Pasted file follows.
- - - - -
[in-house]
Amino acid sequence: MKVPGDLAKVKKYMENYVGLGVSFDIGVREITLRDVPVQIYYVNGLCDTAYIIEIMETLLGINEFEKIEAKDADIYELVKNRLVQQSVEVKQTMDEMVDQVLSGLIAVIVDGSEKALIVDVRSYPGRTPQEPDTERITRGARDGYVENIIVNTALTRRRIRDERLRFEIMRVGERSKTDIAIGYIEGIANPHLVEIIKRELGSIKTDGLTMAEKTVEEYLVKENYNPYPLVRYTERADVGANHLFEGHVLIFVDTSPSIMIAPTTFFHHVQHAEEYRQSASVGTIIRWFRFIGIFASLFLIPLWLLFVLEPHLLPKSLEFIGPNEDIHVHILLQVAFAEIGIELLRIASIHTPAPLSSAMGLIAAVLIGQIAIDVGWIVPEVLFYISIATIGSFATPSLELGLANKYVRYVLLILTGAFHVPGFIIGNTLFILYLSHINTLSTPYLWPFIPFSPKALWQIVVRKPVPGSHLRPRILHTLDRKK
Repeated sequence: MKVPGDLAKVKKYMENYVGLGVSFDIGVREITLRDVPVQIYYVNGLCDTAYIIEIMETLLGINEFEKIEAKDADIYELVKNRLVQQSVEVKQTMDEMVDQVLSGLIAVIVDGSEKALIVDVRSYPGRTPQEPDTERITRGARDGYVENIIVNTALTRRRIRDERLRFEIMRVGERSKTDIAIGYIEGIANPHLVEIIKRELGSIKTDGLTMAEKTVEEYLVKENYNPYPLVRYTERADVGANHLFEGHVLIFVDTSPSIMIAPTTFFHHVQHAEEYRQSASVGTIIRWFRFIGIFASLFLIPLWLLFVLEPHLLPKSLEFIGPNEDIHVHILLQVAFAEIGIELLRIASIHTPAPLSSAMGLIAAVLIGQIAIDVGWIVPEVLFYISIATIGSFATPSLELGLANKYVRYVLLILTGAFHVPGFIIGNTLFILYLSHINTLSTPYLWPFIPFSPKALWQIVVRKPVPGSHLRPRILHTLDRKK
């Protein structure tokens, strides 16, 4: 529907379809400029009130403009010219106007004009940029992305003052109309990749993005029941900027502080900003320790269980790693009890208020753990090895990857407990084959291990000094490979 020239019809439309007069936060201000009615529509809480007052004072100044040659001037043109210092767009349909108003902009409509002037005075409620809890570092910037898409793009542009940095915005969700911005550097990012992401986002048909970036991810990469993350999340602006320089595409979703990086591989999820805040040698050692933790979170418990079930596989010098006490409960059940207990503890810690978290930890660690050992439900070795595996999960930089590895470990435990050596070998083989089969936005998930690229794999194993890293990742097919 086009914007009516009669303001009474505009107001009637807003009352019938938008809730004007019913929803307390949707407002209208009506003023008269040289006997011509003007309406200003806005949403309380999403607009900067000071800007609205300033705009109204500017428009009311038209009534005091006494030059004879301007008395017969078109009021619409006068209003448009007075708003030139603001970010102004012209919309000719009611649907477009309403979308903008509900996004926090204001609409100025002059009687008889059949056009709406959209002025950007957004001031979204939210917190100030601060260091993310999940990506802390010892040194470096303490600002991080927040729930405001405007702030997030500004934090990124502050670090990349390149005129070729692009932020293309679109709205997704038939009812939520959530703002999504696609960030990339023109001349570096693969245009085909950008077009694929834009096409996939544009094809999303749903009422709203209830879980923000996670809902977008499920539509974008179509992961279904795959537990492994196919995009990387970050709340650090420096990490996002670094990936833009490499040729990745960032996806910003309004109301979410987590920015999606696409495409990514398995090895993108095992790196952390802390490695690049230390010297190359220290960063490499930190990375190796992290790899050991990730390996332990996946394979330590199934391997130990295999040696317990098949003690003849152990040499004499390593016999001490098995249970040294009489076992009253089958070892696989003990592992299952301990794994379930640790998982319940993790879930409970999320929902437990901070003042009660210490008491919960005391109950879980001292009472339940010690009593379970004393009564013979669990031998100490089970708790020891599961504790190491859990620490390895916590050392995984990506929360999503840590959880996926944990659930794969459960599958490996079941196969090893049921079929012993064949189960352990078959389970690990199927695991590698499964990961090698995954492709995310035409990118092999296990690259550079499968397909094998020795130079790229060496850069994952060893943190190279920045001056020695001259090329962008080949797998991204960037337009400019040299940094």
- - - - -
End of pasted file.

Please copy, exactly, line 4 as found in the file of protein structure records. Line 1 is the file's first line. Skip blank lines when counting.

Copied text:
């Protein structure tokens, strides 16, 4: 529907379809400029009130403009010219106007004009940029992305003052109309990749993005029941900027502080900003320790269980790693009890208020753990090895990857407990084959291990000094490979 020239019809439309007069936060201000009615529509809480007052004072100044040659001037043109210092767009349909108003902009409509002037005075409620809890570092910037898409793009542009940095915005969700911005550097990012992401986002048909970036991810990469993350999340602006320089595409979703990086591989999820805040040698050692933790979170418990079930596989010098006490409960059940207990503890810690978290930890660690050992439900070795595996999960930089590895470990435990050596070998083989089969936005998930690229794999194993890293990742097919 086009914007009516009669303001009474505009107001009637807003009352019938938008809730004007019913929803307390949707407002209208009506003023008269040289006997011509003007309406200003806005949403309380999403607009900067000071800007609205300033705009109204500017428009009311038209009534005091006494030059004879301007008395017969078109009021619409006068209003448009007075708003030139603001970010102004012209919309000719009611649907477009309403979308903008509900996004926090204001609409100025002059009687008889059949056009709406959209002025950007957004001031979204939210917190100030601060260091993310999940990506802390010892040194470096303490600002991080927040729930405001405007702030997030500004934090990124502050670090990349390149005129070729692009932020293309679109709205997704038939009812939520959530703002999504696609960030990339023109001349570096693969245009085909950008077009694929834009096409996939544009094809999303749903009422709203209830879980923000996670809902977008499920539509974008179509992961279904795959537990492994196919995009990387970050709340650090420096990490996002670094990936833009490499040729990745960032996806910003309004109301979410987590920015999606696409495409990514398995090895993108095992790196952390802390490695690049230390010297190359220290960063490499930190990375190796992290790899050991990730390996332990996946394979330590199934391997130990295999040696317990098949003690003849152990040499004499390593016999001490098995249970040294009489076992009253089958070892696989003990592992299952301990794994379930640790998982319940993790879930409970999320929902437990901070003042009660210490008491919960005391109950879980001292009472339940010690009593379970004393009564013979669990031998100490089970708790020891599961504790190491859990620490390895916590050392995984990506929360999503840590959880996926944990659930794969459960599958490996079941196969090893049921079929012993064949189960352990078959389970690990199927695991590698499964990961090698995954492709995310035409990118092999296990690259550079499968397909094998020795130079790229060496850069994952060893943190190279920045001056020695001259090329962008080949797998991204960037337009400019040299940094």